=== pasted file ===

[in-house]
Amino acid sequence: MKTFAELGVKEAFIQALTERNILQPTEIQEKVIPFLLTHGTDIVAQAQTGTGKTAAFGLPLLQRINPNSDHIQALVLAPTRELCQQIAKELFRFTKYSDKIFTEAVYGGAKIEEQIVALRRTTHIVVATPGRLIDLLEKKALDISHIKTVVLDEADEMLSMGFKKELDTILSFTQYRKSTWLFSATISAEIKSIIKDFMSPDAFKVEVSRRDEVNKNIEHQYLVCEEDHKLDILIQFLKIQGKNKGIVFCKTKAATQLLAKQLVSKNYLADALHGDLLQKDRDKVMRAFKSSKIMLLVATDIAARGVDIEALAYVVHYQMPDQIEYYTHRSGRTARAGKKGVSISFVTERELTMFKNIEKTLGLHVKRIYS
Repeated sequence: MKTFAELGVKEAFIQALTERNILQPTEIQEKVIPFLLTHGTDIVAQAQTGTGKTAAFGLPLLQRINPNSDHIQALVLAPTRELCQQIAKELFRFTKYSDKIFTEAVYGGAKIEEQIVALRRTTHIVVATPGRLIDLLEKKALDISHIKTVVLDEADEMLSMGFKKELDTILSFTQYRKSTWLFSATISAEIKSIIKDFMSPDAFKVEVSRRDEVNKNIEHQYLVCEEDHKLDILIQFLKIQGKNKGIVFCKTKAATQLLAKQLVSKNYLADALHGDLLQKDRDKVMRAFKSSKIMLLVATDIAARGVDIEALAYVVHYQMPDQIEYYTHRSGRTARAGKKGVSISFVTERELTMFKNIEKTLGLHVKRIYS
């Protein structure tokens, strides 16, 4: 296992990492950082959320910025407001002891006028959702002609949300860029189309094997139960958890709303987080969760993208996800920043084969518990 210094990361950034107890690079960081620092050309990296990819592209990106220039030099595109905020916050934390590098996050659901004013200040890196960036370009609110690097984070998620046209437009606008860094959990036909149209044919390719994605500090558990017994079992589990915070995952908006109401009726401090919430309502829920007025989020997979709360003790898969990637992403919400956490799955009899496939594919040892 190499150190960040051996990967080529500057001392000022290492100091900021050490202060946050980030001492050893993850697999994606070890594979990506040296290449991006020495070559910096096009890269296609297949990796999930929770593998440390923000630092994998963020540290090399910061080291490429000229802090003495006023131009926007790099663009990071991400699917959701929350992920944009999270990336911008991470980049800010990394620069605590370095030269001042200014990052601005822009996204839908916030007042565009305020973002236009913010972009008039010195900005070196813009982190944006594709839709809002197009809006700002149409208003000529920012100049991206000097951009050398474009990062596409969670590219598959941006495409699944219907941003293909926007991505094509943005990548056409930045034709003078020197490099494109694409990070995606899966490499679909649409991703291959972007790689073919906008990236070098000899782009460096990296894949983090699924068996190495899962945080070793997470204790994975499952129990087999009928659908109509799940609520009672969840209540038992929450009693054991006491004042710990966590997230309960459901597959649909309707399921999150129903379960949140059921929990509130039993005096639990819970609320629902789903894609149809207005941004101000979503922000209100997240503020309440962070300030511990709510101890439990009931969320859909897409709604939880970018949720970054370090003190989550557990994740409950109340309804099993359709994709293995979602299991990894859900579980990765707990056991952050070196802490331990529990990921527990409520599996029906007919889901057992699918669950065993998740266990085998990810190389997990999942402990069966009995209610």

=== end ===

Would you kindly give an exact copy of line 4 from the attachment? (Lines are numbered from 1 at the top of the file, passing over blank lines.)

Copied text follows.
């Protein structure tokens, strides 16, 4: 296992990492950082959320910025407001002891006028959702002609949300860029189309094997139960958890709303987080969760993208996800920043084969518990 210094990361950034107890690079960081620092050309990296990819592209990106220039030099595109905020916050934390590098996050659901004013200040890196960036370009609110690097984070998620046209437009606008860094959990036909149209044919390719994605500090558990017994079992589990915070995952908006109401009726401090919430309502829920007025989020997979709360003790898969990637992403919400956490799955009899496939594919040892 190499150190960040051996990967080529500057001392000022290492100091900021050490202060946050980030001492050893993850697999994606070890594979990506040296290449991006020495070559910096096009890269296609297949990796999930929770593998440390923000630092994998963020540290090399910061080291490429000229802090003495006023131009926007790099663009990071991400699917959701929350992920944009999270990336911008991470980049800010990394620069605590370095030269001042200014990052601005822009996204839908916030007042565009305020973002236009913010972009008039010195900005070196813009982190944006594709839709809002197009809006700002149409208003000529920012100049991206000097951009050398474009990062596409969670590219598959941006495409699944219907941003293909926007991505094509943005990548056409930045034709003078020197490099494109694409990070995606899966490499679909649409991703291959972007790689073919906008990236070098000899782009460096990296894949983090699924068996190495899962945080070793997470204790994975499952129990087999009928659908109509799940609520009672969840209540038992929450009693054991006491004042710990966590997230309960459901597959649909309707399921999150129903379960949140059921929990509130039993005096639990819970609320629902789903894609149809207005941004101000979503922000209100997240503020309440962070300030511990709510101890439990009931969320859909897409709604939880970018949720970054370090003190989550557990994740409950109340309804099993359709994709293995979602299991990894859900579980990765707990056991952050070196802490331990529990990921527990409520599996029906007919889901057992699918669950065993998740266990085998990810190389997990999942402990069966009995209610």